While many consumers agree that using mobile phones while driving isn’t OK to do, the activity is perceived as only moderately dangerous compared to other distracted driving activities. According to a recent Lightspeed FSG study on Dangerous Driving Activities (2016), 45% of U.S. consumers agree completely that it’s never OK to use a mobile phone while driving (65% agree completely or slightly). More than half of respondents observed other drives using their phones while driving. And, older consumers are more likely to agree with this sentiment than younger consumers (37% of 25-34 year olds vs. 59% of those age 65+).
When rating activities on a scale of “Perfectly safe” (1) to “Very dangerous” (5), the worst driving activities were nodding off or falling asleep, watching video, reading a book or newspaper, and driving after consuming alcohol. (Interestingly, driving after drinking was rated most dangerous by 16-24 year olds, but those age 55 and up ranked that #4, less dangerous than falling asleep, watching video, or reading.) Singing along to music and talking to passengers are seen as the safest driving activities. Using a mobile phone falls almost directly in the middle among the 17 activities included in the exercise – but younger consumers feel it’s more dangerous than tending to a child or pet in the backseat or letting a pet sit on your lap while driving, while older consumers ranked those activities as more dangerous than using a phone.
Asked about specific mobile activities while driving, talking hands-free is perceived as least dangerous, while taking selfies or other pictures is most dangerous.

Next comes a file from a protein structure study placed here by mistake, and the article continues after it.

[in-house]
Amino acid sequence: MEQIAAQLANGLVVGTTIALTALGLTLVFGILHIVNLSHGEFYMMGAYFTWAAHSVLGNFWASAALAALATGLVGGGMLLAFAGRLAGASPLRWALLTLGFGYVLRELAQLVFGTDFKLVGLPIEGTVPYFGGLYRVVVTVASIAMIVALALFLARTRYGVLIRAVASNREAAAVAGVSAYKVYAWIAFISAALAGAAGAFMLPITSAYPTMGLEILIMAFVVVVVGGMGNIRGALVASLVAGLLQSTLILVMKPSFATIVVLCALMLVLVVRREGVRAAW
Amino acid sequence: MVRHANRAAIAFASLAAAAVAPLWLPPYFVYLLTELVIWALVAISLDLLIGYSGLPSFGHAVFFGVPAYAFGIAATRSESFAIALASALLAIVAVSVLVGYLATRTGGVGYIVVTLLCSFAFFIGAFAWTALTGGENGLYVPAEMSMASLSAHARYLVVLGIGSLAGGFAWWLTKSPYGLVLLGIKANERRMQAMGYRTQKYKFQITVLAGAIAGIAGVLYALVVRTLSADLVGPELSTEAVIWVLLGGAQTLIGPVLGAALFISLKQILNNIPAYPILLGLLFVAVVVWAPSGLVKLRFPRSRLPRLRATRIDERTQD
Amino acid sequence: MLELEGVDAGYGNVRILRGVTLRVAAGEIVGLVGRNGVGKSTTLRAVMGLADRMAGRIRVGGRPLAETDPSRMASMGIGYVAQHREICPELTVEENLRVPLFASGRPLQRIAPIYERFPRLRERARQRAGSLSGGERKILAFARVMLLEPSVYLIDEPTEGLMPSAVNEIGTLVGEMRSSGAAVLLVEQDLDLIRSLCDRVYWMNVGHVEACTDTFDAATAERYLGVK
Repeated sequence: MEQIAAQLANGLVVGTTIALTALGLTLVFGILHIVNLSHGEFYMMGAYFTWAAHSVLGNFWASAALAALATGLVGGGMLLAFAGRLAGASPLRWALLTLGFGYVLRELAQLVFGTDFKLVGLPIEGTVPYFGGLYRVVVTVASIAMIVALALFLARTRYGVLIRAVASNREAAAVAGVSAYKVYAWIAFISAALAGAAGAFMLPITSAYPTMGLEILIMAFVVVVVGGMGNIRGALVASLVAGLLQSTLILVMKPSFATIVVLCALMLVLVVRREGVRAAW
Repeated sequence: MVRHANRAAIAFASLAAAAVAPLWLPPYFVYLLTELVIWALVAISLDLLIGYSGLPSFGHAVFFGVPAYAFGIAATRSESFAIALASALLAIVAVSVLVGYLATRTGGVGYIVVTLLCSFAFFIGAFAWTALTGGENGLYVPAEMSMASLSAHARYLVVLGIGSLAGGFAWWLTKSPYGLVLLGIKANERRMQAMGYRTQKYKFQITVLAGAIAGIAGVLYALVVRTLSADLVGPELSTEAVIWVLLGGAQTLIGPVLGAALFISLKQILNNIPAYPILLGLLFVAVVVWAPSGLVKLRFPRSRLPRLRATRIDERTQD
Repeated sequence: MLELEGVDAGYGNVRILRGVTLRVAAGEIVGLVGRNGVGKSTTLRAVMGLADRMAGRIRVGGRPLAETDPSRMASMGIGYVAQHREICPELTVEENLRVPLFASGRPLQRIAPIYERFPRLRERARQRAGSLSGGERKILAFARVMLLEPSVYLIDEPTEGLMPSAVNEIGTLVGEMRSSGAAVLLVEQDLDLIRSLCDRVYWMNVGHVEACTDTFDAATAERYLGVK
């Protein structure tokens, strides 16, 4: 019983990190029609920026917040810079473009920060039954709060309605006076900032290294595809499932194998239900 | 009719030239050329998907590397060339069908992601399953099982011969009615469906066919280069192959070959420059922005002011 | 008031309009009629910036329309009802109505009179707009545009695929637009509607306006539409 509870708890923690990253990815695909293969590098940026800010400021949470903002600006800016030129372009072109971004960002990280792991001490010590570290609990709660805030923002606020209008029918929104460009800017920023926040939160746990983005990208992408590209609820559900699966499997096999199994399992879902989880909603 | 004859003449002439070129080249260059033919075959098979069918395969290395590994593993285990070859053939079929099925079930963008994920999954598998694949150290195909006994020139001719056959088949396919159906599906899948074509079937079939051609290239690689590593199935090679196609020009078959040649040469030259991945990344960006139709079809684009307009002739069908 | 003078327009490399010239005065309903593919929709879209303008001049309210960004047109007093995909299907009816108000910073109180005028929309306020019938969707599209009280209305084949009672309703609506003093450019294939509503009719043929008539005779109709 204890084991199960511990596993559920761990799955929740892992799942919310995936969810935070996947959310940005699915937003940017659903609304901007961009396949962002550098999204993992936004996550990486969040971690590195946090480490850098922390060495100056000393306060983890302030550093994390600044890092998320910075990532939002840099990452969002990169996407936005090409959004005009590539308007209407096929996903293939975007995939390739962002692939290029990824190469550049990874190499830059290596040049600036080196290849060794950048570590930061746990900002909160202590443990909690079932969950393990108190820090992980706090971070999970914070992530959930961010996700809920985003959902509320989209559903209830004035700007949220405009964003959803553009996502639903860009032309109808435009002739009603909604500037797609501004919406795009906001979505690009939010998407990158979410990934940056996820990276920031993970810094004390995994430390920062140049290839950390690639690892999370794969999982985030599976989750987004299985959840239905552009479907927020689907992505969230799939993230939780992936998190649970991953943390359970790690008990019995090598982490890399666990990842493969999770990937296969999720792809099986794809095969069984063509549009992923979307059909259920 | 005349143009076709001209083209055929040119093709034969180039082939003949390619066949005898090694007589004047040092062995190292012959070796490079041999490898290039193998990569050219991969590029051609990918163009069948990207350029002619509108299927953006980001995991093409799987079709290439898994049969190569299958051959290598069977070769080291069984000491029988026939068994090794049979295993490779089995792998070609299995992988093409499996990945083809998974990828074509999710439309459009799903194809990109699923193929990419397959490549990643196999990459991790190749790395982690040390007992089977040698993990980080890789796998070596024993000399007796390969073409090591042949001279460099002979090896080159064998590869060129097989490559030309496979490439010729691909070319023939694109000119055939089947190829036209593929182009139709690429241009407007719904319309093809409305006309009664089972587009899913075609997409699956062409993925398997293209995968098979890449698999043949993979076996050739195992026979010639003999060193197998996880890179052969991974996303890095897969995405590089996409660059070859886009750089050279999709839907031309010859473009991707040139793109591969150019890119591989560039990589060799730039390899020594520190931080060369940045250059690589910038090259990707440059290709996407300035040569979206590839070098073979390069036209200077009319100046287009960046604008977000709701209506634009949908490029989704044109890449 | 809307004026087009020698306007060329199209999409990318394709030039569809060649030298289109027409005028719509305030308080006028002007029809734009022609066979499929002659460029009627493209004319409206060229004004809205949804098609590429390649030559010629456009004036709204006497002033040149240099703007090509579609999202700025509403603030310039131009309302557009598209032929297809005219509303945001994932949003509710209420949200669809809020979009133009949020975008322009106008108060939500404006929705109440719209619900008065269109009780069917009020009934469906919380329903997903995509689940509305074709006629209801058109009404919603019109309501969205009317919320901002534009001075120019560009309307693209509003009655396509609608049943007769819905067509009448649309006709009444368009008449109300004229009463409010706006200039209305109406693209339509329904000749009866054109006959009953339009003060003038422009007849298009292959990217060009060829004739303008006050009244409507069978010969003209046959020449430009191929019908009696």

What can insurers do to curb distracted driving and increase the safety of everyone on the road? Participants were asked about their willingness to install apps or enable features within their vehicles that would ensure safe driving – and if they aren’t already using them, if they’d be more likely to consider them if they were offered a discount on their auto insurance.
How willing would you be to do the following?
While one in four consumers say they would not be willing to install an app on their phones that disables texting while their vehicle is in motion, 46% say they would definitely do this or they already use something like this. And if they got a discount on their insurance? 77% of those who say they’d definitely do it would be even more willing, and 74% who said they might do it would be more willing. Among the 24% who initially said they’re not willing to do it at all, 37% said they’d be more willing if they received an insurance discount for installing the app.
And while younger consumers are less likely to be willing to install a text suppression app, about two in three across the board – regardless of age – say they’d be more willing to use it for a discount on their insurance.
How do your customers perceive driving risks, and are they open to taking action to drive safer?